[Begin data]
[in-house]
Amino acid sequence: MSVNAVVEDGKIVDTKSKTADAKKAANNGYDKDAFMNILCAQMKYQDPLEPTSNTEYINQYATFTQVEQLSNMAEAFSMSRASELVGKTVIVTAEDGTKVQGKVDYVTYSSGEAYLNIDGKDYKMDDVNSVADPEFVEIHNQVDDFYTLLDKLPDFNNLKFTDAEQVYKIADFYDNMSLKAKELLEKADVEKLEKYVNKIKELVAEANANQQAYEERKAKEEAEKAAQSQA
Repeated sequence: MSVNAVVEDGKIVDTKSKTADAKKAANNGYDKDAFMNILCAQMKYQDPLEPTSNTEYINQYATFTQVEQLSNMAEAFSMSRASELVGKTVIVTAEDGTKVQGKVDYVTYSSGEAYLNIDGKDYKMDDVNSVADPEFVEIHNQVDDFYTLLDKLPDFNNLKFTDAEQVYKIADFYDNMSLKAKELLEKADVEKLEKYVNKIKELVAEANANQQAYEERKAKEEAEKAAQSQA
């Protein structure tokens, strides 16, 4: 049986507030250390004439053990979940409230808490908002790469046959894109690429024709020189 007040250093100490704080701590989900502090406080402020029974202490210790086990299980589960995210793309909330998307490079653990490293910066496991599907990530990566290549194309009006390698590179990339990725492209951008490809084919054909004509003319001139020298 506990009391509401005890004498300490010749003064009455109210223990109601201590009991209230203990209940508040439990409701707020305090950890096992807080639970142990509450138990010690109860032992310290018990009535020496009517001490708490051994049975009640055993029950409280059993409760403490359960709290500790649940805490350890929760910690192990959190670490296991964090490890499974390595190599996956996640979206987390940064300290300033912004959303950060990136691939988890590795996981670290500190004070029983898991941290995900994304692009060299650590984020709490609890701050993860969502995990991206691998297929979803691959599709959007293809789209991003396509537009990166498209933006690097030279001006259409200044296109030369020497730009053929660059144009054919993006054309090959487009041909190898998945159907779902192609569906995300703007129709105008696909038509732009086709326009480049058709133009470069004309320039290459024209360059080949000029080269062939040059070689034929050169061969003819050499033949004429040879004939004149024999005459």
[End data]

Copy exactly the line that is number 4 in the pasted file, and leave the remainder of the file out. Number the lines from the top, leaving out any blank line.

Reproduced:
């Protein structure tokens, strides 16, 4: 049986507030250390004439053990979940409230808490908002790469046959894109690429024709020189 007040250093100490704080701590989900502090406080402020029974202490210790086990299980589960995210793309909330998307490079653990490293910066496991599907990530990566290549194309009006390698590179990339990725492209951008490809084919054909004509003319001139020298 506990009391509401005890004498300490010749003064009455109210223990109601201590009991209230203990209940508040439990409701707020305090950890096992807080639970142990509450138990010690109860032992310290018990009535020496009517001490708490051994049975009640055993029950409280059993409760403490359960709290500790649940805490350890929760910690192990959190670490296991964090490890499974390595190599996956996640979206987390940064300290300033912004959303950060990136691939988890590795996981670290500190004070029983898991941290995900994304692009060299650590984020709490609890701050993860969502995990991206691998297929979803691959599709959007293809789209991003396509537009990166498209933006690097030279001006259409200044296109030369020497730009053929660059144009054919993006054309090959487009041909190898998945159907779902192609569906995300703007129709105008696909038509732009086709326009480049058709133009470069004309320039290459024209360059080949000029080269062939040059070689034929050169061969003819050499033949004429040879004939004149024999005459």